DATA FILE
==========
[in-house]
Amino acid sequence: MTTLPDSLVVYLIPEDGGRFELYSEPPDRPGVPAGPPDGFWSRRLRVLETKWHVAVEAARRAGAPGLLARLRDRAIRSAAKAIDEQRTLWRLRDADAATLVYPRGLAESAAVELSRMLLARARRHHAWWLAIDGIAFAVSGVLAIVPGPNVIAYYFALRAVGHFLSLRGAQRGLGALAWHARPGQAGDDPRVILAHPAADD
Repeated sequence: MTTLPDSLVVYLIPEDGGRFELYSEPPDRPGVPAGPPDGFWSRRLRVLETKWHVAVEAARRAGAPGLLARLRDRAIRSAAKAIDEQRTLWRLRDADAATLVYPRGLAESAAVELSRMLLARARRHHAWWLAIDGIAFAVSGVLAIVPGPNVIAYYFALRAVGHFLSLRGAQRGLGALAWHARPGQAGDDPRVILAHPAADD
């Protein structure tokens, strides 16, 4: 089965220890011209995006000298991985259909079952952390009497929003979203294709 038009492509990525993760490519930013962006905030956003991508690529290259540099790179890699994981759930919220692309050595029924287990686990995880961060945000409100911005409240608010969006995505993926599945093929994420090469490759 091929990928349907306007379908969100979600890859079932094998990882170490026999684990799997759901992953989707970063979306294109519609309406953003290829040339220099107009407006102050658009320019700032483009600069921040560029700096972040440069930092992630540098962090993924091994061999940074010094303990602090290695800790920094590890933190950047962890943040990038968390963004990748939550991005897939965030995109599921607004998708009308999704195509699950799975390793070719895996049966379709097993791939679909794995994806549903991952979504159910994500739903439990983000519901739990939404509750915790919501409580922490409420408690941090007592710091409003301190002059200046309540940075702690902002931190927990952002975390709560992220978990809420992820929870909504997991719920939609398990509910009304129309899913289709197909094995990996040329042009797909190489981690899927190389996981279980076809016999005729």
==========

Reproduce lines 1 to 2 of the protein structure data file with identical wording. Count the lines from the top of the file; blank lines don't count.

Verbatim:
[in-house]
Amino acid sequence: MTTLPDSLVVYLIPEDGGRFELYSEPPDRPGVPAGPPDGFWSRRLRVLETKWHVAVEAARRAGAPGLLARLRDRAIRSAAKAIDEQRTLWRLRDADAATLVYPRGLAESAAVELSRMLLARARRHHAWWLAIDGIAFAVSGVLAIVPGPNVIAYYFALRAVGHFLSLRGAQRGLGALAWHARPGQAGDDPRVILAHPAADD